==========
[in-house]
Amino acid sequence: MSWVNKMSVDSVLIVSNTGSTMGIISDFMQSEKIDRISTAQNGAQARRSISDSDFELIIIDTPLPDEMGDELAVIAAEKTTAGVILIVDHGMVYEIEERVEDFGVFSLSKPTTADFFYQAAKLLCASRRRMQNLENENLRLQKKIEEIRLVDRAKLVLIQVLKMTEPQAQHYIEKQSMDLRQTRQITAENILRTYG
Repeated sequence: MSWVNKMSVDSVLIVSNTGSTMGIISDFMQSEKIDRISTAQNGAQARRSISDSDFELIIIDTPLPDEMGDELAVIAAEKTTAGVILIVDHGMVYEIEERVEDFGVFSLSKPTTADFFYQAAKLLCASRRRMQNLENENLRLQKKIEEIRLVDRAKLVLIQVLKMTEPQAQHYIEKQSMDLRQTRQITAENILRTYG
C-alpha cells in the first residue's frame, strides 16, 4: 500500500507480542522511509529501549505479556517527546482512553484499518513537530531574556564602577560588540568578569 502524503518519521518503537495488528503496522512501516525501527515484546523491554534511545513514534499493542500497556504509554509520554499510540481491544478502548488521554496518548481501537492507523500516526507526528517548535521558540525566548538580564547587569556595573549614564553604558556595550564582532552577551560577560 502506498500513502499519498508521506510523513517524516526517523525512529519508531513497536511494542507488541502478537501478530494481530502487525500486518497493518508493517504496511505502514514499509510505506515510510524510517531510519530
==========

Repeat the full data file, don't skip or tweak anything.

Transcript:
[in-house]
Amino acid sequence: MSWVNKMSVDSVLIVSNTGSTMGIISDFMQSEKIDRISTAQNGAQARRSISDSDFELIIIDTPLPDEMGDELAVIAAEKTTAGVILIVDHGMVYEIEERVEDFGVFSLSKPTTADFFYQAAKLLCASRRRMQNLENENLRLQKKIEEIRLVDRAKLVLIQVLKMTEPQAQHYIEKQSMDLRQTRQITAENILRTYG
Repeated sequence: MSWVNKMSVDSVLIVSNTGSTMGIISDFMQSEKIDRISTAQNGAQARRSISDSDFELIIIDTPLPDEMGDELAVIAAEKTTAGVILIVDHGMVYEIEERVEDFGVFSLSKPTTADFFYQAAKLLCASRRRMQNLENENLRLQKKIEEIRLVDRAKLVLIQVLKMTEPQAQHYIEKQSMDLRQTRQITAENILRTYG
C-alpha cells in the first residue's frame, strides 16, 4: 500500500507480542522511509529501549505479556517527546482512553484499518513537530531574556564602577560588540568578569 502524503518519521518503537495488528503496522512501516525501527515484546523491554534511545513514534499493542500497556504509554509520554499510540481491544478502548488521554496518548481501537492507523500516526507526528517548535521558540525566548538580564547587569556595573549614564553604558556595550564582532552577551560577560 502506498500513502499519498508521506510523513517524516526517523525512529519508531513497536511494542507488541502478537501478530494481530502487525500486518497493518508493517504496511505502514514499509510505506515510510524510517531510519530